Since the late ’90s, Kathy Wallace has been battling major depression with a series of drugs — first Prozac, then three others, and back again to Prozac. But in the last six months, nothing seemed to be helping. So her psychiatrist recommended something new: Spravato, a nasal spray approved in 2019 that delivers a drug similar to the hallucinogen ketamine.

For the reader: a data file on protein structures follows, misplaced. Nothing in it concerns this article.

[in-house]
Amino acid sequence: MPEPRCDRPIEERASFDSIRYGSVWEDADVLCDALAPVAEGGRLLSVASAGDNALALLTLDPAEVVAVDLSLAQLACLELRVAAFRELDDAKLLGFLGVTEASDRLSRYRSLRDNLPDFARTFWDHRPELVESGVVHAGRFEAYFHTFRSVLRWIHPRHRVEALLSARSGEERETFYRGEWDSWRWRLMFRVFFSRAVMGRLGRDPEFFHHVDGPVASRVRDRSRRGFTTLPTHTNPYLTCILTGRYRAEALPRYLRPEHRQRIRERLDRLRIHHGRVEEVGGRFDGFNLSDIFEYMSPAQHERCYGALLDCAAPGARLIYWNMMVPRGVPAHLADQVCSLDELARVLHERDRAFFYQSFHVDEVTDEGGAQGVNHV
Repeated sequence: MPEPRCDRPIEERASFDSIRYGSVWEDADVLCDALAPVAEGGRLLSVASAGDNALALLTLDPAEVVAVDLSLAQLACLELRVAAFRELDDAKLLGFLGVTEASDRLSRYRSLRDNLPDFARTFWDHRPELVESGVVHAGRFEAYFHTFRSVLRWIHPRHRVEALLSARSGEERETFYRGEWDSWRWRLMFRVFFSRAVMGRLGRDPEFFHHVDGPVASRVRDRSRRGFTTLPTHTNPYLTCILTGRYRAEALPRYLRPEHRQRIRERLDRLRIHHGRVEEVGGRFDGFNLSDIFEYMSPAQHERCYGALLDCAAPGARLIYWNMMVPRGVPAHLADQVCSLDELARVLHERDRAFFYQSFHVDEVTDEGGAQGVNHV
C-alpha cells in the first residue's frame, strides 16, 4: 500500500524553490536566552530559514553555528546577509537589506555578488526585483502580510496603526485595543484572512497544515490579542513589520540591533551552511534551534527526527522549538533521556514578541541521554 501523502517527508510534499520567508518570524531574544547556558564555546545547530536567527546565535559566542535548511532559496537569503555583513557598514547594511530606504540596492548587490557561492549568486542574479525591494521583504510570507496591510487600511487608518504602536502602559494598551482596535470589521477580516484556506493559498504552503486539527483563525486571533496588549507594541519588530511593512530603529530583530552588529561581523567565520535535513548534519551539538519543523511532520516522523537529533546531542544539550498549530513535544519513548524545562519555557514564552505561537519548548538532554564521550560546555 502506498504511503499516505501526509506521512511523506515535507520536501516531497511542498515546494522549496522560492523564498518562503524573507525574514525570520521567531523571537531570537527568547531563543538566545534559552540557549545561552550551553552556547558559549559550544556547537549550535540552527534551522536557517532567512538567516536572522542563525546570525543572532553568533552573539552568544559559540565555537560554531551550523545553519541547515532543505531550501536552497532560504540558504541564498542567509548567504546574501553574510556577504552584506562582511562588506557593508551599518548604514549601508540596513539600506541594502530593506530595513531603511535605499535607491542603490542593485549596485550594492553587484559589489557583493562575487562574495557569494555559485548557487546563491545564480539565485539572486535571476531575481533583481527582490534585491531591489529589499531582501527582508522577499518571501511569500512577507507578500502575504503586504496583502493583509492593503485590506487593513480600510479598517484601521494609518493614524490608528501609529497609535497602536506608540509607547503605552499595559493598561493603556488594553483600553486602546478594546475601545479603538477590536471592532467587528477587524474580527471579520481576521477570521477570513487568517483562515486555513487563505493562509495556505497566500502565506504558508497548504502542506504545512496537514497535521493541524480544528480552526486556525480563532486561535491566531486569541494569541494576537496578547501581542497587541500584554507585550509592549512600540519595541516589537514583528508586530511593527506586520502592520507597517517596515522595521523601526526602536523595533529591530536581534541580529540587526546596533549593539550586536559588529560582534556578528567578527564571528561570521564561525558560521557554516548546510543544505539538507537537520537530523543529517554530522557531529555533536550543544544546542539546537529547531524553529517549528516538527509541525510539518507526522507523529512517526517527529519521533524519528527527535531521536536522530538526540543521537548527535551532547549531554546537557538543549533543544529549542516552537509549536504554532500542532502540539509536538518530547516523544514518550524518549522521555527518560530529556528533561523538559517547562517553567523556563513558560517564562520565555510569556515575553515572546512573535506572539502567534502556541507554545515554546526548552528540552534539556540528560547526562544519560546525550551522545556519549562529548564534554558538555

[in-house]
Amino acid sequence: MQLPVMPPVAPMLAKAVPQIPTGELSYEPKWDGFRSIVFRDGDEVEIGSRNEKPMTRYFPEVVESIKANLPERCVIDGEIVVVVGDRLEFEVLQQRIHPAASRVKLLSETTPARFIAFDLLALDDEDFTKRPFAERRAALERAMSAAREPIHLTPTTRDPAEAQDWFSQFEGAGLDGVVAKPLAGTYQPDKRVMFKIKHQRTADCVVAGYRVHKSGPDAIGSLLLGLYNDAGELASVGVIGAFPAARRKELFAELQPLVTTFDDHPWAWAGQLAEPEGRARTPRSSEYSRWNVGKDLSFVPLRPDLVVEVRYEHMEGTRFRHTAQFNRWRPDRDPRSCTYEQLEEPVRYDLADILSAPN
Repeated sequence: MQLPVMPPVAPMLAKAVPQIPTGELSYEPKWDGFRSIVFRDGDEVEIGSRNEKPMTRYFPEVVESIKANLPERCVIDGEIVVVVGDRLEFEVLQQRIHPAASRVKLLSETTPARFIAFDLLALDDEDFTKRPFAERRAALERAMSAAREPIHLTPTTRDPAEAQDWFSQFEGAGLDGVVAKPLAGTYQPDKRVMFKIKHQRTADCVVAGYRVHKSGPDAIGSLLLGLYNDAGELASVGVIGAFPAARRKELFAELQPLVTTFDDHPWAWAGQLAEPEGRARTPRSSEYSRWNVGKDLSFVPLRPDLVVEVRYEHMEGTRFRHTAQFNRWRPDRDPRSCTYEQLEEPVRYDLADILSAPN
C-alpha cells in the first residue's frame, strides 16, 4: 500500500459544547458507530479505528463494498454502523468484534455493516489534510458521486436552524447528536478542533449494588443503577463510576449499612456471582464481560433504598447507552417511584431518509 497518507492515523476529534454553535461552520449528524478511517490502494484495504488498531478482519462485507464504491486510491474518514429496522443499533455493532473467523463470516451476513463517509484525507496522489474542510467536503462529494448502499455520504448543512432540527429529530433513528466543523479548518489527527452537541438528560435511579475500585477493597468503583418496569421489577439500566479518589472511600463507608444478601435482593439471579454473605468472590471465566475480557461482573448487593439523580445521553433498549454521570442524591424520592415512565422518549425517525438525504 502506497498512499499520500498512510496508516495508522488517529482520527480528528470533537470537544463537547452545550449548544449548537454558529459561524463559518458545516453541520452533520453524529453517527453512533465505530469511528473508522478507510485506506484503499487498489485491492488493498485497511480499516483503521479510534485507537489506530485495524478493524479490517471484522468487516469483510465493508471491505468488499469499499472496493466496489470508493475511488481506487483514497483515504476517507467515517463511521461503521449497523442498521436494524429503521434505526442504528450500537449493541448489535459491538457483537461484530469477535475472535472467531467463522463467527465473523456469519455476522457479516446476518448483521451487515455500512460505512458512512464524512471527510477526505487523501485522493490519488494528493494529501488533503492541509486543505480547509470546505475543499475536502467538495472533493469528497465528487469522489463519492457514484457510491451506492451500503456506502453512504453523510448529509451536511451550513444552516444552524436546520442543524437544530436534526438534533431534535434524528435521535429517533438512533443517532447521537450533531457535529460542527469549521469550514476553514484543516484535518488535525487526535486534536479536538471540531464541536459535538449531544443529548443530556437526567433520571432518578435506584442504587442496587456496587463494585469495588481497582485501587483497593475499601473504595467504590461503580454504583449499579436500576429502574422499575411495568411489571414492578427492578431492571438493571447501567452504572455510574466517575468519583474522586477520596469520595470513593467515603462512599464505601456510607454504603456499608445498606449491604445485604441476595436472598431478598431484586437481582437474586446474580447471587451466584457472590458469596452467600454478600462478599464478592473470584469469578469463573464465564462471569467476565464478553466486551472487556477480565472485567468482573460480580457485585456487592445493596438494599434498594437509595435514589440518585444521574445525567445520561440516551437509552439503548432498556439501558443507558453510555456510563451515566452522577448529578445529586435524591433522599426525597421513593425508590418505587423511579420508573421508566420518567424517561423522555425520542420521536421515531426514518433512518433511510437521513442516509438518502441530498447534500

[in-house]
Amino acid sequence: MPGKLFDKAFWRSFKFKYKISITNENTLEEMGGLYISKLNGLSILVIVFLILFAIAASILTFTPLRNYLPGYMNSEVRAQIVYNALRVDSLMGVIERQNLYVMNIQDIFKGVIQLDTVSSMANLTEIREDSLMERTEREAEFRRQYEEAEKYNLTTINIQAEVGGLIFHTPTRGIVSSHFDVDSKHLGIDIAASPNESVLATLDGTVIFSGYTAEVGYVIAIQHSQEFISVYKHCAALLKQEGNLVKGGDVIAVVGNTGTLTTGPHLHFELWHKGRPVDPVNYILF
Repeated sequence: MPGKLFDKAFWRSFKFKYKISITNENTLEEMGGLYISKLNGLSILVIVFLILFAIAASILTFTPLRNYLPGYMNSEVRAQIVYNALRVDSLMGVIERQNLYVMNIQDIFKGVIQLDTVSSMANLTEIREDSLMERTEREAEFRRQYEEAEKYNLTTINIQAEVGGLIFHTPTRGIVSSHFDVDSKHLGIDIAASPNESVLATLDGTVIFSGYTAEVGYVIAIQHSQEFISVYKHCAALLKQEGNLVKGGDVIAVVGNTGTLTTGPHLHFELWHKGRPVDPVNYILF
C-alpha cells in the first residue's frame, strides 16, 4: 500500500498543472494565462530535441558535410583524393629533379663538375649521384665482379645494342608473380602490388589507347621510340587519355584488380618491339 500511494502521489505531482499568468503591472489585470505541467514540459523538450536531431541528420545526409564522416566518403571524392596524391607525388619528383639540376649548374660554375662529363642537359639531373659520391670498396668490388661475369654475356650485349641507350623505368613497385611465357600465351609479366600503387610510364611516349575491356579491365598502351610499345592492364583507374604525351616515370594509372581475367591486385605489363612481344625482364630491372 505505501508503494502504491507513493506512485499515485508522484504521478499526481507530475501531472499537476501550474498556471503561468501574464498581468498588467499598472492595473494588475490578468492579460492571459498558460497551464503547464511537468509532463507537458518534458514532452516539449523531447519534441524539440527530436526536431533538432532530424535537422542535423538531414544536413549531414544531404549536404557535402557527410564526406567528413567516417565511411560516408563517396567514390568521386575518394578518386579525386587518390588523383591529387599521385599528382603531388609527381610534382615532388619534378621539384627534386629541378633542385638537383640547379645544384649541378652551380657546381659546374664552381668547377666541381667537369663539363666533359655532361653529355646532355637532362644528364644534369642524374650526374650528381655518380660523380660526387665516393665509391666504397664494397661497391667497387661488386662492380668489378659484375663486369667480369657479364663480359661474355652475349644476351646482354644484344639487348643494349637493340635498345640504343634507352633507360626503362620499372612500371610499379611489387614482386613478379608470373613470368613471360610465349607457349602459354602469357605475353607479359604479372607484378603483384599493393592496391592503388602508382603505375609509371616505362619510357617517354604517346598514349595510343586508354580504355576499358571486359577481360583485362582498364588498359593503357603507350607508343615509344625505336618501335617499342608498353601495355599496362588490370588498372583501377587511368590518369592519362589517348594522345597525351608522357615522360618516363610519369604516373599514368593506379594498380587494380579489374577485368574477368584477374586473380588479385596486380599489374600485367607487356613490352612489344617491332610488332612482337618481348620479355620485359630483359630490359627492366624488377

When the 53-year-old researched nearby clinics, though, she found them out of reach. She’d need someone to drive her to and from the appointment, nearly an hour round-trip from her home in Orange County, Calif. She could have tried a clinic that offers off-label infusions of generic ketamine, which is approved as an anesthetic, to treat depression. Her psychiatrist wasn’t a fan of that option — and at nearly $1,000 out of pocket per infusion, neither was Wallace.
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